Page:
But there is a level of violence and bad behavior that is growing and taking root in many communities. And it is happening because too many young people in those communities see no other viable alternatives. 

A never ending cycle of poverty and despair — a cycle that has lasted, in some cases, for multiple generations — has left them turning to other means of getting by, of finding love and acceptance, of finding guidance no matter how misguided that guidance might be. 

And every bit of it can be traced back to one problem: education. Or, in Montgomery’s case, the lack of it. 

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Segregation was common in all of Alabama in the 1950s and ’60s, but few cities in America clung to it as tightly as Montgomery did. When the Brown v. Board decision came down, private schools in Montgomery started to pop up — at one point a record number of them. And as the population grew, so too did the cities and the school systems surrounding Montgomery. 

In 2020, Montgomery’s private schools are more than 90 percent white. Montgomery’s public schools are more than 95 percent Black. Those numbers have not changed much over the years. 

But even more problematic is that Montgomery’s public schools are also serving a disproportionate amount of low-income students. That most of the poor people in Montgomery happen to be Black is a simple byproduct of the racism that saw Black citizens denied work, denied decent business loans, denied home loans for certain areas and denied acceptance into most state universities.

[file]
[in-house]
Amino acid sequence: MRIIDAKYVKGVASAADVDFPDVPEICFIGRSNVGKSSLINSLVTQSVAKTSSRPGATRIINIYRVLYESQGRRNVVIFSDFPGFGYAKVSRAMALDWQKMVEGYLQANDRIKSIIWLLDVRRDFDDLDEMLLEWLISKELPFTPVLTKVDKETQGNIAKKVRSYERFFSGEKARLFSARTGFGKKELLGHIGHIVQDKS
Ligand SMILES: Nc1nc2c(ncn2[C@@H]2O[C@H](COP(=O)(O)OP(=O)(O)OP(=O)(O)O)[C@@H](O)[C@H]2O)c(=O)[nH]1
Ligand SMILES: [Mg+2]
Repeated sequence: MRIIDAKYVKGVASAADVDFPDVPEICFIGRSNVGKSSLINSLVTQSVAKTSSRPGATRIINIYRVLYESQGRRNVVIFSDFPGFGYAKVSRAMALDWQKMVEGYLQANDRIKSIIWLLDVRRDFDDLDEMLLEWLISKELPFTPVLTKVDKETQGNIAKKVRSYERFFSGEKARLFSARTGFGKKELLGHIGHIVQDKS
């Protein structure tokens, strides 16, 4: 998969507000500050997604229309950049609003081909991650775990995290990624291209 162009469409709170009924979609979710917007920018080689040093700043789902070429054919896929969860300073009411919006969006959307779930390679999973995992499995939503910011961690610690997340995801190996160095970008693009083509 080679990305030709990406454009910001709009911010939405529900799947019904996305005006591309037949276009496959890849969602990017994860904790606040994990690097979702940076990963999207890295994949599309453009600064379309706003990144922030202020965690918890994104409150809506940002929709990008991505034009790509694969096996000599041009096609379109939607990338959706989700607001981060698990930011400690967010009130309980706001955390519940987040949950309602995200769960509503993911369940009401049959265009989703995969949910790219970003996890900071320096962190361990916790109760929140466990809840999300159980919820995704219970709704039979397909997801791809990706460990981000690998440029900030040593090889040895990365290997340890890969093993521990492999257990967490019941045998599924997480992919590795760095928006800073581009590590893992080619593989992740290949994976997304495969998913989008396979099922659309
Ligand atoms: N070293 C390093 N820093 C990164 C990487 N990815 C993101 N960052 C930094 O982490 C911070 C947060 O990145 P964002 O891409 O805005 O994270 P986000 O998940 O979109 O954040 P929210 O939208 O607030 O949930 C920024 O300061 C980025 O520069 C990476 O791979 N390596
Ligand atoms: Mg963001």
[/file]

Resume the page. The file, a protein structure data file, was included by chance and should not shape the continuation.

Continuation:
And having a high number of low-income students means fewer resources, fewer involved parents and more students who struggle through no fault of their own, because working parents weren’t home to help with homework, or they don’t have internet service. It goes on and on and on.

Now, repeat those problems for a few generations. And, well, you get the idea. 

Exacerbating the problem for Montgomery, though, is a screwed up funding structure that has left its schools funded at the state’s lowest allowable levels. There will be an opportunity for Montgomery residents to fix that during Tuesday’s election by voting to increase property tax rates in the county. 

It is money that is desperately needed. But that money alone will not solve the issues. Because we’re way too far down the line at this point for a few dollars to fix what’s broken in Montgomery. 

It’s going to take the entire community putting aside their differences and their finger-pointing and their hate and actually working towards solving the problems, instead of just constantly pointing them out. It’s going to require a bunch of people to stop believing that skin color somehow makes a child less worthy of a quality education or more likely to be a criminal.

Mayor Steven Reed and several others have done a remarkable job to this point bringing together groups of people who have historically opposed any tax increases for the schools. He’s going to have to build on that goodwill going forward.